Linux vendor Red Hat has revealed that it plans to include a service with its distribution of Linux that will automatically update systems with the latest security patches.
The move comes after a warning from security advisory group Cert last weekend of widespread attacks on internet servers that target security vulnerabilities for which fixes are readily available. A large number of hosts, many of them running Red Hat Linux, have been affected, according to Cert.
Colin Tenwick, European general manager at Red Hat, said that, alongside other vendors, it had issued patches to correct the problems but said more was needed to make the updating process easier for end users.
"We do everything we can to make people aware of the availability of updated software," said Tenwick, adding that this process needs to become more effective.
"Over the next few months we'll be making announcements about the automatic distribution of software. Automatic services and new ways to update software will take away the burden on administrators of keeping up to date."
However, Malcolm Skinner, product marketing manager at security firm Axent, said that many companies would balk at having unsolicited software entering their networks, which might itself be a security risk. Email alerts of security notices are far from perfect, said Skinner, but they are the best mechanism for updates we have at present.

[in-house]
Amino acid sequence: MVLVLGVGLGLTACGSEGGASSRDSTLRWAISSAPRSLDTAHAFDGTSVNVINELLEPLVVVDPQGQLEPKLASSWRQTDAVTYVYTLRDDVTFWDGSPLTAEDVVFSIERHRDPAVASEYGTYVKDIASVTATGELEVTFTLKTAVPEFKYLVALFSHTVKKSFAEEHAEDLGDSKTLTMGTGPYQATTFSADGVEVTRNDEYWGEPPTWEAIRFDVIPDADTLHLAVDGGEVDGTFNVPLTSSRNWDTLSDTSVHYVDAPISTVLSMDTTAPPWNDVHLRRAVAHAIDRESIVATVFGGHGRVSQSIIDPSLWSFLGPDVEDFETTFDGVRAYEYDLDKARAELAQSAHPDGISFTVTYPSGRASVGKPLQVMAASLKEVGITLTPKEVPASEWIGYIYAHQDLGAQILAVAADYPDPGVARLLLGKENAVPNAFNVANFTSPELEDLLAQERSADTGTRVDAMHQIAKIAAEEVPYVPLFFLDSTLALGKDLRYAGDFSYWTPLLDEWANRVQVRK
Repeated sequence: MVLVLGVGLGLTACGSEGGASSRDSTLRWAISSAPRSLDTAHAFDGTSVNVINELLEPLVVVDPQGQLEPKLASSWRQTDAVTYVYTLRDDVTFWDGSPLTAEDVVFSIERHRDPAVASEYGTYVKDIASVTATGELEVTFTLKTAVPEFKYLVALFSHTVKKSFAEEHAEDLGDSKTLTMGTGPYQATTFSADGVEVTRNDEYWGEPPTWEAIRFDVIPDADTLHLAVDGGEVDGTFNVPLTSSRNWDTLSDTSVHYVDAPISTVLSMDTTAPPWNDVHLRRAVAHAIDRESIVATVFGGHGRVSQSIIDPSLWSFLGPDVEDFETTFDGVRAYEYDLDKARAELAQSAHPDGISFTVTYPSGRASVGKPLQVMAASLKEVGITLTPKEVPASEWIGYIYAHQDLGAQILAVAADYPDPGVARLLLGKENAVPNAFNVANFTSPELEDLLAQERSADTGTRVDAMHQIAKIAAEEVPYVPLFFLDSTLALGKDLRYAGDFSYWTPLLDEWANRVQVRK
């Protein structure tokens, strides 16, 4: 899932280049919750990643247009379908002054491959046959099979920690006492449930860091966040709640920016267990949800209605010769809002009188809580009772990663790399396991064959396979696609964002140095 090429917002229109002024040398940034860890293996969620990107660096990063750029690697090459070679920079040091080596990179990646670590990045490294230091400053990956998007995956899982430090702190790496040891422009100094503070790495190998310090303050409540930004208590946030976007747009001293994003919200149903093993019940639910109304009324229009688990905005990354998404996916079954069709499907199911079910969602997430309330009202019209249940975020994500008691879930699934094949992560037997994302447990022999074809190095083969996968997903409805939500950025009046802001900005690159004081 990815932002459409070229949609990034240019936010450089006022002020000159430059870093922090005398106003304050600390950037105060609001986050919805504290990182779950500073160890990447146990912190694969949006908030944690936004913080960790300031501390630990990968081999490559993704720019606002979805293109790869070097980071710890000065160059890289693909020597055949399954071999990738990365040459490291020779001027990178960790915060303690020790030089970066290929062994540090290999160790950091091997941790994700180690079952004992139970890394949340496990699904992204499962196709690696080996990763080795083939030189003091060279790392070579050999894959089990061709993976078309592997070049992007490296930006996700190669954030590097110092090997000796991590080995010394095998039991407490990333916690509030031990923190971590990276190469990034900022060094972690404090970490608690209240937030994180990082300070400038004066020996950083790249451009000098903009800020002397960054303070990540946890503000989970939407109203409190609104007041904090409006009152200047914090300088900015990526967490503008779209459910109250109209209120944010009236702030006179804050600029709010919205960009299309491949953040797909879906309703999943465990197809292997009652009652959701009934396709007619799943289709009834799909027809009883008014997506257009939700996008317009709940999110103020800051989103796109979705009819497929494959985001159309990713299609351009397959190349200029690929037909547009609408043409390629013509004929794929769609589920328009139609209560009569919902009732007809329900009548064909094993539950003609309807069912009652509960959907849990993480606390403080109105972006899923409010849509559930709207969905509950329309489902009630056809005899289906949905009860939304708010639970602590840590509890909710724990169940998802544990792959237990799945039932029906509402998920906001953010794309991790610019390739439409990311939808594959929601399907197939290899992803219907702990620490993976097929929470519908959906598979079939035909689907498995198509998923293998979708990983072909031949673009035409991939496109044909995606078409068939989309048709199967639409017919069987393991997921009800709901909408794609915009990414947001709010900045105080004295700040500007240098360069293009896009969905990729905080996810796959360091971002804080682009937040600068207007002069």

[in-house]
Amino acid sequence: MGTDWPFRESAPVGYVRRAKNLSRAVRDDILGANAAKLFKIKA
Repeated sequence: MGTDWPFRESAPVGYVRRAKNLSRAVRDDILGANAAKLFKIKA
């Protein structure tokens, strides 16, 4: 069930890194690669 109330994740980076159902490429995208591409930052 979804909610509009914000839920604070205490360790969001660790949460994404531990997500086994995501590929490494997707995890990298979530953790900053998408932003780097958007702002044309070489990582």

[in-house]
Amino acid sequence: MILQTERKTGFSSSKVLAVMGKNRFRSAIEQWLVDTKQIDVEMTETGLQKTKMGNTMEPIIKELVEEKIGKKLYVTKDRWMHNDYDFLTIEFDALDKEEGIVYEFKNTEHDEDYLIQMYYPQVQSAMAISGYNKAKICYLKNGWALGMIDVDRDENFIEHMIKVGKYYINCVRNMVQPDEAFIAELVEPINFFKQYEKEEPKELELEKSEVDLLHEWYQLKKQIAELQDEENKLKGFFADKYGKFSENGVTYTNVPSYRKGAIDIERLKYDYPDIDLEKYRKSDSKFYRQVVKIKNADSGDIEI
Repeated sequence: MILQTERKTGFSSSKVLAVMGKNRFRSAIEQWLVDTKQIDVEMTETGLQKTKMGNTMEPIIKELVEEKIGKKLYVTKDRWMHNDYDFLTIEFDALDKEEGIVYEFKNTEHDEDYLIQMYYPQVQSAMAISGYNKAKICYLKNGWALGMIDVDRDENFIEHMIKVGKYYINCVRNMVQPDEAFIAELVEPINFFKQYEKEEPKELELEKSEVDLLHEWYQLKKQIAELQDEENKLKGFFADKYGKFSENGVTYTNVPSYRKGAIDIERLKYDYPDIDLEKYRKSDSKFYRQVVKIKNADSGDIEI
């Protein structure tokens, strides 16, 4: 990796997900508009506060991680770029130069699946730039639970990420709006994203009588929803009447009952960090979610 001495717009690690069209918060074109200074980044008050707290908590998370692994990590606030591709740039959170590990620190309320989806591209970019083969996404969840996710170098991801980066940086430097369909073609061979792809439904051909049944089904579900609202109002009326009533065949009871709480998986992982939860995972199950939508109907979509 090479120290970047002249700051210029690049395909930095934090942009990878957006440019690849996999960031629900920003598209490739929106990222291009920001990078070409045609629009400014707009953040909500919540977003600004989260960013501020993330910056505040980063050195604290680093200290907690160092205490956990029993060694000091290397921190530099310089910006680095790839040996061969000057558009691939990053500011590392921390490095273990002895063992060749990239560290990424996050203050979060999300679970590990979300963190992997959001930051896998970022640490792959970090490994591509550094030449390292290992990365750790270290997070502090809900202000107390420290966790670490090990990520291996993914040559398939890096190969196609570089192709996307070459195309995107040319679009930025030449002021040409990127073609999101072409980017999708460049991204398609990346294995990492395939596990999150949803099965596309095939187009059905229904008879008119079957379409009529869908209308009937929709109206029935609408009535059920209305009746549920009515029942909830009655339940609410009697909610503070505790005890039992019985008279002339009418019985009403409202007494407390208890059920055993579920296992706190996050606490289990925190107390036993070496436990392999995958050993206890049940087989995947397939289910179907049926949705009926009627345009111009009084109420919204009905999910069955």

"In theory, automatic updates are a good idea but many companies like to exercise change control," he said, adding that systems managers have a responsibility to make sure software is up to date.
The Cert alert warned that hackers are using automated tools to probe for and exploit vulnerable internet hosts on a widespread scale.
These searches are targeting systems that have versions of either the rpc.statd program or versions of the wu-ftpd file transfer protocol package, which have not been patched with security fixes. This is proving a potent attack technique because vendors have issued fixes for input validation error in these packages but these have not been applied in many cases - leaving the door open for hackers.
Once vulnerable hosts are discovered, attackers are installing Trojan horse and denial of service tools on victims' machines - a process which closely resembles that which happened prior to the distributed denial of service attacks that paralysed many internet sites in February.
In a security notice, Cert warned: "The combination of widespread, automated exploitation of two common vulnerabilities and an associated increase in distributed denial of service tool installation poses a significant threat to internet sites and the internet infrastructure."
Cert has recorded more than 560 hosts at 220 internet sites, being part of a Tribe Flood Network 2000 distributed denial of service network.
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